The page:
All systems are dynamic, and static network diagrams have one big drawback: they do not describe the dynamics of the system properly. Therefore, timelines are needed as a central part of gigamapping.
This article presents some timelines and scenarios. There is a blurred distinction between descriptive timelines, generative and future-oriented timelines, and scenarios in general.
Timelines are useful for short workshops where there will be unstructured conversations. They have been used extensively by Andreas Wettre, a leadership consultant who is a long-term collaborator in SOD. He uses this approach with the leaders of companies and organizations immersed in change processes. In such processes, the misalignment of perceptions of their shared organization is often a problem that hinders good communication.
Timelines provide a natural sorting device that allows for conversations to jump in a very flexible way back and forth along the timeline. It makes it possible to have open-ended, unstructured and emergency meetings that are focused and generate a better overall shared understanding.
Timelines are not only good for describing processes but also for designing and projecting possible futures. They also can serve as a seamless bridge to building scenarios and narratives (storytelling). These stages are needed for systems oriented design to develop new interventions and innovations and to imagine how they might work. This is also crucial for preparing the system for extreme scenarios to test the system’s resilience and to hopefully avoid counterintuitive and unwanted effects from the system change. In systems theory, the behaviour of the counterintuitive system is a well-known problem. As designers, we need to avoid solving problems just to create new ones.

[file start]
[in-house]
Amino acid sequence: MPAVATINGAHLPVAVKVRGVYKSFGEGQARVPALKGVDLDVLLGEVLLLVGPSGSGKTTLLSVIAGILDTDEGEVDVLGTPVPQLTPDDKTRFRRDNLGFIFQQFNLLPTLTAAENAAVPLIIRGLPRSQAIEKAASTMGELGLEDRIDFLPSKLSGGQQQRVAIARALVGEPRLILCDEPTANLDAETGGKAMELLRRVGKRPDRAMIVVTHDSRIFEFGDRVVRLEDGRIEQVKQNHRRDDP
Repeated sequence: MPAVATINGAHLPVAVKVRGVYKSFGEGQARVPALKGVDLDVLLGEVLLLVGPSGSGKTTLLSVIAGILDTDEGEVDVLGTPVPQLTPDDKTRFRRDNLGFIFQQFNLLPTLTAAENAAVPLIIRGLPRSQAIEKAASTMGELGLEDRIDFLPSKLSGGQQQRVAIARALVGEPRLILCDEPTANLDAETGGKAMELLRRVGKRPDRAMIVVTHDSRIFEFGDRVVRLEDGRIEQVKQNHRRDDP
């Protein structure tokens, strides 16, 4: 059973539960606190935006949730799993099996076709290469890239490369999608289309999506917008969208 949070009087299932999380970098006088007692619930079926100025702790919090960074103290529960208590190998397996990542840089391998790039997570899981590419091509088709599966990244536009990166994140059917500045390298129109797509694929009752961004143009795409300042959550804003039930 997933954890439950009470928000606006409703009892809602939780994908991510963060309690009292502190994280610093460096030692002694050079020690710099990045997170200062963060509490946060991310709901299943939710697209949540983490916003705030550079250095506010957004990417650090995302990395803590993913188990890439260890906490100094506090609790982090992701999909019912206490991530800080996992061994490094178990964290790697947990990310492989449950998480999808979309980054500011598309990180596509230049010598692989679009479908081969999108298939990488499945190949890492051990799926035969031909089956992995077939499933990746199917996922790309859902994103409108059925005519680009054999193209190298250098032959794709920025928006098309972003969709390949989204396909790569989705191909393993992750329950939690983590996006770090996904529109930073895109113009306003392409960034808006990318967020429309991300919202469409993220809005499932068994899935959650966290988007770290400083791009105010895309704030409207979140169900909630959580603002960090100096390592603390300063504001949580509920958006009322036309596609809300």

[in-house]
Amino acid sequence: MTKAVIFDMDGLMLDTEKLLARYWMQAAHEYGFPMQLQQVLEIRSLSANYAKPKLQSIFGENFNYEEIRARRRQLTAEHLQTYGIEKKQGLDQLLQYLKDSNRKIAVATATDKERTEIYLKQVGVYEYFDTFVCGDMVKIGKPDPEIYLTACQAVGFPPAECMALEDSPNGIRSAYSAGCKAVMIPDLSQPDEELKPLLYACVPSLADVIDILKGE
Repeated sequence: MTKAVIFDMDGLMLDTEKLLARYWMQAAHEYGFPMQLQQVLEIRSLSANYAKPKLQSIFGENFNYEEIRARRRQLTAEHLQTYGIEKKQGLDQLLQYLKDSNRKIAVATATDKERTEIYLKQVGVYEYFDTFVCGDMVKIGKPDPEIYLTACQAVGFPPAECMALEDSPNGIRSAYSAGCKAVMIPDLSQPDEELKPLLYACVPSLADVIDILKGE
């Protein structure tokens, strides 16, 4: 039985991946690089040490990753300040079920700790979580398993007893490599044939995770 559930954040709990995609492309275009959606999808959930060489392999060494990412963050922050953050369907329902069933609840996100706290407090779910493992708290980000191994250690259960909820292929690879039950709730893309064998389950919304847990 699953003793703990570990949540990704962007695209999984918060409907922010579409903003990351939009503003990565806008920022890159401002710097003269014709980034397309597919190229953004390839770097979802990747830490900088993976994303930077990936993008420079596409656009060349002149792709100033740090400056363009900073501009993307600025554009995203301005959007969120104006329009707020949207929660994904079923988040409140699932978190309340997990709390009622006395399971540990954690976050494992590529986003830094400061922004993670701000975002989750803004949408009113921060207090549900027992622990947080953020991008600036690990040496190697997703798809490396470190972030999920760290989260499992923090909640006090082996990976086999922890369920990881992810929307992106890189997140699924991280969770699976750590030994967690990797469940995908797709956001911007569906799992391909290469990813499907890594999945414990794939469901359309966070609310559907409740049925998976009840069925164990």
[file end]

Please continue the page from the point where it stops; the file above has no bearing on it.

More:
Complex timeline showing the situation of caregivers
Heringstad and Sælensminde 2014
A swimlane diagram is good for sorting processes over time. Marius Stenersen USN 2022
Map describing typical the everyday life of today’s elderly people
Johansen HIOA 2016
Project timeline derived from Gantt diagram
The timeline shows research projects at the institute of design AHO. The map is both descriptive – looking back – and prescriptive – looking forward –for planning purposes.
Time does not necessarily need to be depicted in linear ways.
From a workshop with architecture students of Hasan Firat Diker, Professor at the Fatih Sultan Mehmet University, Istanbul. The workshop was at AHO in 2018.
Circular timeline indicates a repetitive process – implementation map
Terese Charlotte Aarland, AHO 2009